Top research centre IJS celebrates 70th anniversary
Ljubljana, 27 March - The Jožef Stefan Institute (IJS), Slovenia's leading science and research centre, will mark its 70th anniversary with a high-profile ceremony at Cankarjev Dom on Wednesday, featuring a talk about flying robots by top robotics expert Vijay Kumar from the University of Pennsylvania.
The IJS is the largest research centre in the country which by far transcends the Slovenian borders in terms of science and culturally, says its boss Jadran Lenarčič.
With some 990 employees, it covers a range of basic and applied research.
Its main areas of research are physics and reactor technology; chemistry, materials, biochemistry and the environment; and ICT with robotics and automation.
"All the main fields of research we have ... are of extremely high quality. If they weren't, they wouldn't be there," Lenarčič says, pointing to fierce global competition.
The IJS is now taking part in some 150 projects from the Horizon 2020 programme, and cooperates with research centres and universities from Europe, the US, Japan and South Korea.
As Lenarčič told the STA ahead of today's ceremony, the IJS was one of the most desired partners in European projects.
"I can say that by some European Commission standards, the institute is one of the 50 most desired research institutions in Europe.
"Given our size, given that we are smaller than many German, French or Italian institutes, we're practically at the very top in terms of EU funds we obtain."
He believes taking part in international research projects is key to the IJS's quality.
The institute has always been more than just a centre of scientific research and technological development, says Lenarčič.
It plays an important role in culture and in pioneering various national policies in nuclear energy, the environment, food and metrology.
With its knowledge and breadth, the IJS extends to many areas of social development, which should be further strengthened in the future, according to Lenarčič.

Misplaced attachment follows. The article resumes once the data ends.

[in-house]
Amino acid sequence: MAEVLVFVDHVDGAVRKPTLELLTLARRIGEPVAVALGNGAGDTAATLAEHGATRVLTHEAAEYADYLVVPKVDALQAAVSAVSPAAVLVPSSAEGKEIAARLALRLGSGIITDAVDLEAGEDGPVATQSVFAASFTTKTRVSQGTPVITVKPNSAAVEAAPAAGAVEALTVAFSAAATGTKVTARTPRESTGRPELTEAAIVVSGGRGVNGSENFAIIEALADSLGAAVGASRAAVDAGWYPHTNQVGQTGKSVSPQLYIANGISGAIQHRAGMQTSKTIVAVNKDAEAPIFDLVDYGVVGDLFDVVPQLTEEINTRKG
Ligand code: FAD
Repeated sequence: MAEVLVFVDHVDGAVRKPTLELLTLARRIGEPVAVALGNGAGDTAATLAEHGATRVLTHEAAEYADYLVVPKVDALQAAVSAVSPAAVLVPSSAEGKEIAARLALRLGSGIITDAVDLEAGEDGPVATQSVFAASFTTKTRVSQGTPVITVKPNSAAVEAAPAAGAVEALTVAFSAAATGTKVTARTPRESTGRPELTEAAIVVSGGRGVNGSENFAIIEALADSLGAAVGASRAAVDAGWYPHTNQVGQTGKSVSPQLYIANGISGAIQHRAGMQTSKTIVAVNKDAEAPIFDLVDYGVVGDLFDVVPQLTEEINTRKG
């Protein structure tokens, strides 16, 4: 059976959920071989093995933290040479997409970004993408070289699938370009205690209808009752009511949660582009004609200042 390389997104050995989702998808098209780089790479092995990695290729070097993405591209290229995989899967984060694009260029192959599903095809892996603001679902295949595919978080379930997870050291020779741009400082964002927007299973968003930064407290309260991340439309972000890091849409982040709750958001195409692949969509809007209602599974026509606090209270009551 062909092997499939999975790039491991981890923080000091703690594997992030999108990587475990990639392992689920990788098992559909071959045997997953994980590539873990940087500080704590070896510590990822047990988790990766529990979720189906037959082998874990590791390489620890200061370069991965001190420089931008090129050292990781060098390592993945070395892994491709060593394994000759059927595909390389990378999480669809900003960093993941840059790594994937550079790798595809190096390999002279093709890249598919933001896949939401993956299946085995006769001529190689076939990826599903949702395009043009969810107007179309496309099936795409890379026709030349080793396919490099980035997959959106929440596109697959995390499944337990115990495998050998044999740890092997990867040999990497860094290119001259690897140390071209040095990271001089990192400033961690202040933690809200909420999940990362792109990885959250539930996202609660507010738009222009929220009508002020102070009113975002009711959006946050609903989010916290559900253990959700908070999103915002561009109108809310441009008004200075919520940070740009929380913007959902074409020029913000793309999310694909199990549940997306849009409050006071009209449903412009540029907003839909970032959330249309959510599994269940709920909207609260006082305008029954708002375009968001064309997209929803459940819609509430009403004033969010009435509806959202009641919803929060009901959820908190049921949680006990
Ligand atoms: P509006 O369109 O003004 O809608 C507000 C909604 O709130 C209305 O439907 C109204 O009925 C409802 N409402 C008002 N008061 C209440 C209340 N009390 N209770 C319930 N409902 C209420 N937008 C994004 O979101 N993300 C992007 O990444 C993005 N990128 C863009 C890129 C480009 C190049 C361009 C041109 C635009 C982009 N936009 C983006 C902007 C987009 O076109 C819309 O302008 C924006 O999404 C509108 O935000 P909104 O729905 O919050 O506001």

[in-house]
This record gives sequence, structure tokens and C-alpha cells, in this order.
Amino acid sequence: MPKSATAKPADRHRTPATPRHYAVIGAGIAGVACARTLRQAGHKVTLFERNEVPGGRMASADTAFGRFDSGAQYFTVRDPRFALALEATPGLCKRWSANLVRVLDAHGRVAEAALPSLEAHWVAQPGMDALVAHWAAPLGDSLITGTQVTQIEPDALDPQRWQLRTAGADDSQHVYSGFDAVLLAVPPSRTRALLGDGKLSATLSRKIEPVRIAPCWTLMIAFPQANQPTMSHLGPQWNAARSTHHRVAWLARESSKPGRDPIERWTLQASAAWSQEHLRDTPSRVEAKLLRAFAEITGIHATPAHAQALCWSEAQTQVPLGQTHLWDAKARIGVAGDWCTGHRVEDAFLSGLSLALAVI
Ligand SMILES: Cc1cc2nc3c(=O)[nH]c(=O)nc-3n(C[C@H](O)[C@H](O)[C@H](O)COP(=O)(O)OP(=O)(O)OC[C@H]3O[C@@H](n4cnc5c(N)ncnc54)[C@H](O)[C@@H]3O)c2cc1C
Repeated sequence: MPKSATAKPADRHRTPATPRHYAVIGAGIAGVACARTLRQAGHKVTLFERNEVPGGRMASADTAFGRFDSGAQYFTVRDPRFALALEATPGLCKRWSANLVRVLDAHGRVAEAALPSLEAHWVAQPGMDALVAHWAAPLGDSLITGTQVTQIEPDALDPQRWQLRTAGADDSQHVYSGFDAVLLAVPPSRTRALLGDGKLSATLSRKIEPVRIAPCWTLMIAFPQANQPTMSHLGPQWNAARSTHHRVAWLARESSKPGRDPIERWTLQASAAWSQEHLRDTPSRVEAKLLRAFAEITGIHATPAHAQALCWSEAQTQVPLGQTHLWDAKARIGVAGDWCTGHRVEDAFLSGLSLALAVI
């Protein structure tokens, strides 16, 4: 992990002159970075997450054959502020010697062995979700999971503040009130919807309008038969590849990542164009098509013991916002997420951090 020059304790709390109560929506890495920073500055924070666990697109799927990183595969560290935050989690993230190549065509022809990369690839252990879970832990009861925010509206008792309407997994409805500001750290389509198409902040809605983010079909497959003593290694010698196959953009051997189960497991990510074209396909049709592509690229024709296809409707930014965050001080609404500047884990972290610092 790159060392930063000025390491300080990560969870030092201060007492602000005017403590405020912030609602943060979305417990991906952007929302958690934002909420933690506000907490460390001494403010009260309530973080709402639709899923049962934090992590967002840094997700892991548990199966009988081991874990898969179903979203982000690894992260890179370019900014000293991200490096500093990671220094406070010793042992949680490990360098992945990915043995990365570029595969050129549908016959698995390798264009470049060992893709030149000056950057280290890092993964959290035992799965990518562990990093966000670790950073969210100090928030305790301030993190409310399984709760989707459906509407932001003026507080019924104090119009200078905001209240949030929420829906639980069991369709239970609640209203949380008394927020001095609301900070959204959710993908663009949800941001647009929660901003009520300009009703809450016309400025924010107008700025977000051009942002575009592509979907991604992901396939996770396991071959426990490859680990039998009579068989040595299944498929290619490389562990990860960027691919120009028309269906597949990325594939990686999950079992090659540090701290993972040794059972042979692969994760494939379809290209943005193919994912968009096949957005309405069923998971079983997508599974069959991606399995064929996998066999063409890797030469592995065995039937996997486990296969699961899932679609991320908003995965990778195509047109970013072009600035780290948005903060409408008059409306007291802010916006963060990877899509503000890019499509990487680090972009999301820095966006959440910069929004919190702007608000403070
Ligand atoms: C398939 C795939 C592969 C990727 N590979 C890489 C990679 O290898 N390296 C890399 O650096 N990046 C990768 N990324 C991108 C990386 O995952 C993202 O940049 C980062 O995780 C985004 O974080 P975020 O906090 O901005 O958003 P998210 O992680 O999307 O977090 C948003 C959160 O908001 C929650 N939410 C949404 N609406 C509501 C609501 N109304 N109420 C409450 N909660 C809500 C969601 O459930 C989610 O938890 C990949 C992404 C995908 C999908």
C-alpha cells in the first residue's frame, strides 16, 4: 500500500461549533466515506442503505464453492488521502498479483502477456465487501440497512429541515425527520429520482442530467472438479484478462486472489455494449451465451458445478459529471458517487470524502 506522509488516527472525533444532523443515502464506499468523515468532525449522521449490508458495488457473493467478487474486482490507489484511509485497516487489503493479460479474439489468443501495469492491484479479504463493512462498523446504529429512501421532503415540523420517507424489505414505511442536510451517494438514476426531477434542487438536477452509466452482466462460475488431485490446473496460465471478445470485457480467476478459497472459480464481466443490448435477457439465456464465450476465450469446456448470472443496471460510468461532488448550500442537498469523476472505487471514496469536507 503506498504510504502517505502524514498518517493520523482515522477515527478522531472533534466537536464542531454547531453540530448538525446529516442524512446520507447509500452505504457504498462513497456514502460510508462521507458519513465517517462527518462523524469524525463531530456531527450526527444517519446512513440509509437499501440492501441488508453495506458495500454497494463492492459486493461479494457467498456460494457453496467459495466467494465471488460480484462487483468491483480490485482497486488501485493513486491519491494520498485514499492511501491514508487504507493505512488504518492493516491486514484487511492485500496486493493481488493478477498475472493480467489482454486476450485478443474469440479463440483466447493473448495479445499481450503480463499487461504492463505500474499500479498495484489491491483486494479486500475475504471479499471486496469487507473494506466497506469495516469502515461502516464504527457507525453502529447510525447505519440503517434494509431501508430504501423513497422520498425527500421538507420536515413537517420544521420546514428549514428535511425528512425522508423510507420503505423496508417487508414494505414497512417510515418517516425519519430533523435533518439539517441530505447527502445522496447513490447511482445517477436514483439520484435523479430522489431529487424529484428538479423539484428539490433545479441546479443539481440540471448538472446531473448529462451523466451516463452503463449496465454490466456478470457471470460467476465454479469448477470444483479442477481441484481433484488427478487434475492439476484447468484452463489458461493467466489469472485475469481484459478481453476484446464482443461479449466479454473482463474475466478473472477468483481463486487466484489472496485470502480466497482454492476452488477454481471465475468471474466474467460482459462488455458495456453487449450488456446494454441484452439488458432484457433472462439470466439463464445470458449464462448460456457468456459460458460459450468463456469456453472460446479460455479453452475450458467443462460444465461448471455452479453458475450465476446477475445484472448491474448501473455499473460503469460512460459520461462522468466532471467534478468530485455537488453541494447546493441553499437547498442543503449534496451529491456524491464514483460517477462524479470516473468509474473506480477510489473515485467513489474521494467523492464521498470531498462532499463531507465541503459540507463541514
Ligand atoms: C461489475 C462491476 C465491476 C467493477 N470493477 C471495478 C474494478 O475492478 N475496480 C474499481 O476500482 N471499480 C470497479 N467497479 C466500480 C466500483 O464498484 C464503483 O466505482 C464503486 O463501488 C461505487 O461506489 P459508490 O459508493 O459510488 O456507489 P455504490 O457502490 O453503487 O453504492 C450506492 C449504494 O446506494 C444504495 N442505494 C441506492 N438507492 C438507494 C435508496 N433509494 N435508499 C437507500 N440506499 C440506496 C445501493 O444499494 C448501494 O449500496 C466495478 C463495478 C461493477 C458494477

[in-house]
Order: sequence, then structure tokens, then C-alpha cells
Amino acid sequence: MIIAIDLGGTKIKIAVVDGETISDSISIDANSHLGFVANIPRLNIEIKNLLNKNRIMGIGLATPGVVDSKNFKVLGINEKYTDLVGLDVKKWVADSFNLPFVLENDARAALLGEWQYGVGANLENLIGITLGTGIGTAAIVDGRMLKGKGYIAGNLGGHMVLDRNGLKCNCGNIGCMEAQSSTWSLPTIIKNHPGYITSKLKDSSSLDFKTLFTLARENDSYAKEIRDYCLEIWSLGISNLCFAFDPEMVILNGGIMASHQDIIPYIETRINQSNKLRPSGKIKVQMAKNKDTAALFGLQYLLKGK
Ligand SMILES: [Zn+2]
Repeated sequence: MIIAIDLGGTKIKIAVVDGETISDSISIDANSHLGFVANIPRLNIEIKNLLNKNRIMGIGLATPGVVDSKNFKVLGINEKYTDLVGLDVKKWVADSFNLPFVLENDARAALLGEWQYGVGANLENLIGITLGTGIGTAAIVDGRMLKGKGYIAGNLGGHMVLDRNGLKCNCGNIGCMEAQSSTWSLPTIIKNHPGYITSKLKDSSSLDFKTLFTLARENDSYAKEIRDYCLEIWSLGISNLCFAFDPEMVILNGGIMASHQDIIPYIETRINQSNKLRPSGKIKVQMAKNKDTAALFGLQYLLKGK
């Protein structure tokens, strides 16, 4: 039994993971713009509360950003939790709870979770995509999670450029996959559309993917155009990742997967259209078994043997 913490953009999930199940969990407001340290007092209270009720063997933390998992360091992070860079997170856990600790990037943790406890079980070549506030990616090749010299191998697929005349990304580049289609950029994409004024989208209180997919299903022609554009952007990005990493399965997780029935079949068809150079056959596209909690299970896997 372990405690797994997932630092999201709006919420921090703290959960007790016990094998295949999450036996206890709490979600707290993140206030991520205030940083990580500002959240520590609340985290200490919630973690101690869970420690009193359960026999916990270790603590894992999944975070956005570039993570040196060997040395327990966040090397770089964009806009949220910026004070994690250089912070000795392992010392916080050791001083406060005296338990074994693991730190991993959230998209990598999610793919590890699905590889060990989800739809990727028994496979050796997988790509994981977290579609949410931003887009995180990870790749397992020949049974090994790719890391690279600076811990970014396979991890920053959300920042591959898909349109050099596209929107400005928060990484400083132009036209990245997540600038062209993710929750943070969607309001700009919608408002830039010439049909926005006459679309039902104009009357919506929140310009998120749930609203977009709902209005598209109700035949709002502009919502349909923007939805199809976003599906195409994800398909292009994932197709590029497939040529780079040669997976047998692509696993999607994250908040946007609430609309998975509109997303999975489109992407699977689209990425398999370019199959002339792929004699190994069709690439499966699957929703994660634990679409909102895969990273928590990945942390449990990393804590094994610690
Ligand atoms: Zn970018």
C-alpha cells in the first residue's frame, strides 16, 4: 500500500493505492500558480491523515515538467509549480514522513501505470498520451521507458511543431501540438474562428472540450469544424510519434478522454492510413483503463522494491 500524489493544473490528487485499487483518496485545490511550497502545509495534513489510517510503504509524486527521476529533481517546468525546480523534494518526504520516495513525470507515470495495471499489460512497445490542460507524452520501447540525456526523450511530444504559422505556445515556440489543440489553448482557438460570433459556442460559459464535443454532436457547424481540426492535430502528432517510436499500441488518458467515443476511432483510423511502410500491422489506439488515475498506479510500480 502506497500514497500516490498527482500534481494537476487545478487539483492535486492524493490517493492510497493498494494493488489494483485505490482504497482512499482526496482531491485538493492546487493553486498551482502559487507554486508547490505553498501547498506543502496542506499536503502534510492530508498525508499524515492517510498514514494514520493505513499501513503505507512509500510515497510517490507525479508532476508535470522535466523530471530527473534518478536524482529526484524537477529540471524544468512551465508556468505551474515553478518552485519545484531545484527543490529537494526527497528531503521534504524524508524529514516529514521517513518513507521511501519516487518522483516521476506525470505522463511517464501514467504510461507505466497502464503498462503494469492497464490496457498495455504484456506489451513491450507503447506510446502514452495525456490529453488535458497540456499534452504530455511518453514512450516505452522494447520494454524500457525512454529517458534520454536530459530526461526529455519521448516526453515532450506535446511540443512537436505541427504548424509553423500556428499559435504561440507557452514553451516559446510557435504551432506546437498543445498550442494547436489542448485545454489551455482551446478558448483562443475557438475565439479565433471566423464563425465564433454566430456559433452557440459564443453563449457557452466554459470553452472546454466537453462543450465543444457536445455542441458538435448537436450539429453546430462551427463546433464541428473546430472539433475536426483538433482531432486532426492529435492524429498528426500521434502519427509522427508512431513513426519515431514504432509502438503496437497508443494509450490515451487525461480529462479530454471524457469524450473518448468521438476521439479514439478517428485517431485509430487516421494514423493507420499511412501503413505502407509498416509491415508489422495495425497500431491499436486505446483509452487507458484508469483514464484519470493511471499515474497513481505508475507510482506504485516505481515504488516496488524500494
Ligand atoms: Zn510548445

"If we get more funds, better working conditions and infrastructure, we hope to attract more foreign researchers to Slovenia, which is vital, as you cannot be competitive without cooperation and exchange with foreign countries."
Lenarčič says "there is no field where we are not among the best in the world."
Indeed, among the many of its breakthroughs, IJS scientists synthetised a compound of xenon fluoride in the 1960s, which had been until then thought impossible.
In the 1980s, they discovered the stefin enzyme and developed the first robots. They also launched the first internet connection and set up the first web site in Slovenia.
An important discovery was also a micro laser as well as ferromagnetic fluid, which had been considered impossible to produce.
Its researchers have taken part in proving the existence of the Higgs boson at the European Organisation for Nuclear Research (CERN).
But looking ahead, Lenarčič says a major challenge will be securing enough research funds following funding cuts during the economic crisis. Lenarčič believes structural change will be needed to address this issue.
"We need a concept of Slovenia's development that will be based on knowledge ..., for which a comprehensive approach is needed. This won't happen overnight. Unfortunately, we've started to lag behind our competitors over the past 10 years."
The institute emerged from the Slovenian Academy of Sciences and Arts' institute for physics, which was set up in 1946. But the year of its establishment is considered 1949, when the institute refocussed on nuclear energy research.
In 1969, it was renamed after physicist, mathematician and poet Jožef Stefan (1835-1893), the only Slovenian scientist who has discovered one of the basic natural laws.
The IJS became part of the University of Ljubljana in 1971, and has been an independent public research institution since 1992.